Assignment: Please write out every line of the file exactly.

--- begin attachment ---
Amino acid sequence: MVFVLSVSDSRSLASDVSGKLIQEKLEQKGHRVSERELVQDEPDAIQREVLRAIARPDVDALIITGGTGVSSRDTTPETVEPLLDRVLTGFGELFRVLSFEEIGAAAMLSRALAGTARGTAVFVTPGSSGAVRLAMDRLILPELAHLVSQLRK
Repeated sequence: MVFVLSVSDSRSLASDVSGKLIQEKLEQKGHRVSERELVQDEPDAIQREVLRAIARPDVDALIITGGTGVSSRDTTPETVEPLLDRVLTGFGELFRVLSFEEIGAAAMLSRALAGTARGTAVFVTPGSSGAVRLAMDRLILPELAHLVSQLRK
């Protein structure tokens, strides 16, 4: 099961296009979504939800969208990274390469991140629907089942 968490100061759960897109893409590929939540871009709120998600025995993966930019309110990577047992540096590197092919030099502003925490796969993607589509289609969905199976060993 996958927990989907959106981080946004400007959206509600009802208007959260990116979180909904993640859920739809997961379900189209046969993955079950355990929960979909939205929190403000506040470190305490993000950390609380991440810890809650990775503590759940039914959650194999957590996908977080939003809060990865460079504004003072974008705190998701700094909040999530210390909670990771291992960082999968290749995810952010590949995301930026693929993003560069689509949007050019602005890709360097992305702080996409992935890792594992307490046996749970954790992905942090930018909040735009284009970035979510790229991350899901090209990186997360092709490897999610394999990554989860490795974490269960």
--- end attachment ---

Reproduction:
Amino acid sequence: MVFVLSVSDSRSLASDVSGKLIQEKLEQKGHRVSERELVQDEPDAIQREVLRAIARPDVDALIITGGTGVSSRDTTPETVEPLLDRVLTGFGELFRVLSFEEIGAAAMLSRALAGTARGTAVFVTPGSSGAVRLAMDRLILPELAHLVSQLRK
Repeated sequence: MVFVLSVSDSRSLASDVSGKLIQEKLEQKGHRVSERELVQDEPDAIQREVLRAIARPDVDALIITGGTGVSSRDTTPETVEPLLDRVLTGFGELFRVLSFEEIGAAAMLSRALAGTARGTAVFVTPGSSGAVRLAMDRLILPELAHLVSQLRK
């Protein structure tokens, strides 16, 4: 099961296009979504939800969208990274390469991140629907089942 968490100061759960897109893409590929939540871009709120998600025995993966930019309110990577047992540096590197092919030099502003925490796969993607589509289609969905199976060993 996958927990989907959106981080946004400007959206509600009802208007959260990116979180909904993640859920739809997961379900189209046969993955079950355990929960979909939205929190403000506040470190305490993000950390609380991440810890809650990775503590759940039914959650194999957590996908977080939003809060990865460079504004003072974008705190998701700094909040999530210390909670990771291992960082999968290749995810952010590949995301930026693929993003560069689509949007050019602005890709360097992305702080996409992935890792594992307490046996749970954790992905942090930018909040735009284009970035979510790229991350899901090209990186997360092709490897999610394999990554989860490795974490269960």